Players can and do come back from that, Culkar said. But it takes patience on the part of both the player, and the organization. As far as the second part, Culkar said, "I felt that they didn't have that with me."

With the injury and surgery, Culkar's 1990 season was limited to just two outings. Then came the off season and, with his arm the way it was, there was little Culkar could do in the way of work. So, he filed for worker's compensation, and was denied. He then challenged the ruling and won.

After the challenge, though, the organization didn't seem to view him the same. Culkar was ready that spring, ahead of schedule. And he pitched well enough. His speed wasn't all the way back, but his location was there.
The former Heritage Park in 2008. Steve Culkar played at Heritage Park in 1989 with the Hagerstown Suns. (G21D Photo)
He still started back at AA Hagerstown, but played in just three games. Then he was sent down, to single-A Frederick, two seasons after he'd been on the doorstep of the majors at AAA.

"Going through that experience, there's very few things more challenging that I could envision going through the rest of my life," Culkar said. "It was tough. But the good thing was, I had baseball to focus on - go out there and pitch and play."

"You can control how you perform, you can control how you pitch," Culker continued. "When the game's over you can't control what other people do. You have come to a realization of that, and also realize the game is a business."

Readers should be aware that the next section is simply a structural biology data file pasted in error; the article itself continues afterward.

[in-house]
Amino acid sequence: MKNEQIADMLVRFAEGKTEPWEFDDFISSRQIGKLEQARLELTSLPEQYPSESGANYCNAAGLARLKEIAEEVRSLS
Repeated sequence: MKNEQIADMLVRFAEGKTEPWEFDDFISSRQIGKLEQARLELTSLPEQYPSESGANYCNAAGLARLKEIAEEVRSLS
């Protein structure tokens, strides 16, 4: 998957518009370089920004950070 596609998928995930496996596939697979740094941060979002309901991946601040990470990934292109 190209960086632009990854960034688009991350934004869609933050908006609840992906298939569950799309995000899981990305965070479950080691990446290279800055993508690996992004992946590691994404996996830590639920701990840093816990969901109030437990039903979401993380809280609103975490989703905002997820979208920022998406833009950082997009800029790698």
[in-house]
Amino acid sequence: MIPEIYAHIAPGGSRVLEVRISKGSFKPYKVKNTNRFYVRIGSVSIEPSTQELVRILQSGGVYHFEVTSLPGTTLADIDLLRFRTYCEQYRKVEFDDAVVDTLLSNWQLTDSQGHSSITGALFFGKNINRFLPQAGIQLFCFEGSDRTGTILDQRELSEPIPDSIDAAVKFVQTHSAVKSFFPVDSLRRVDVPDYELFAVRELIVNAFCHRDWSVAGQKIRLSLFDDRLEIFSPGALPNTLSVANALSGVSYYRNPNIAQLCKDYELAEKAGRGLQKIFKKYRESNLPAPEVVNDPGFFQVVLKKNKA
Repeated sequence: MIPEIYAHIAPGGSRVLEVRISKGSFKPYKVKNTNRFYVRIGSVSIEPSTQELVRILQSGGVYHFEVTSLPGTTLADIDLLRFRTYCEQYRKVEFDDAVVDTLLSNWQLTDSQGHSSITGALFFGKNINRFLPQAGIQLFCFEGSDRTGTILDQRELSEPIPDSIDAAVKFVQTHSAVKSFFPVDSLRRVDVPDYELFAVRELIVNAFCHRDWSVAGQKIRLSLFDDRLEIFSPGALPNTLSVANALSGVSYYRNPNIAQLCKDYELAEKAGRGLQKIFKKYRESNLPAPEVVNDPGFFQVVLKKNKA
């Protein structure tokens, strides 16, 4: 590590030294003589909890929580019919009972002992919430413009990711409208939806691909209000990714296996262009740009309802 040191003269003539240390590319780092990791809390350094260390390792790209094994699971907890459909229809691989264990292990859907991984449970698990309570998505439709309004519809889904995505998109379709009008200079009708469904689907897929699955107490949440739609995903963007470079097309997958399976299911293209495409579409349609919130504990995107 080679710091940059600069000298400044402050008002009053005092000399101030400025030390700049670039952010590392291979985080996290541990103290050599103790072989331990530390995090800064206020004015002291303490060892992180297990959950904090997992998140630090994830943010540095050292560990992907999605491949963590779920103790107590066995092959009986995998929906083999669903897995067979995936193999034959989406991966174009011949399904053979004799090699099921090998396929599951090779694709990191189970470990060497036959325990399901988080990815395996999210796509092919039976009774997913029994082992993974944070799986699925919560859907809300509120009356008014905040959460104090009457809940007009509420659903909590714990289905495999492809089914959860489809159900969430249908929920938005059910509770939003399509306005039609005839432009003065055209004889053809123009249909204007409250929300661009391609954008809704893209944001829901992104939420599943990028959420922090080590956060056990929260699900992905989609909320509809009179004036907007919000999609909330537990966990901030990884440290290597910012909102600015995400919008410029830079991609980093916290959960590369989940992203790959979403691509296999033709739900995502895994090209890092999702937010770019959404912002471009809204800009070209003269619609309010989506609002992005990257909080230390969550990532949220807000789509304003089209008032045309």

Soon, though, he was released. And nobody else seemed to want him either.

"After a few days, it was pretty evident that I wasn't getting called back, to even have a shot," Culkar said. "And so, there were bigger things at play, I think."

That's when Culkar realized his baseball career was over. It was time for him to go out and use his degree, and start a new chapter in his life. He then packed up everything he owned and went to Orlando to start his career in broadcasting.

He eventually settled on the sales side. He currently works for Fox Sports Net in Atlanta, serving as a senior account executive creating custom sponsorships for television and online.

First, though, Culkar recalled having to take about six months off, to get himself in the right state of mind.

"Once I did," Culkar said, "you don't look back as often as you used to, and every day gets better."

Go to Part 1: Steve Culkar, Focused On

Part 1: Focused On | Part 2: Best Part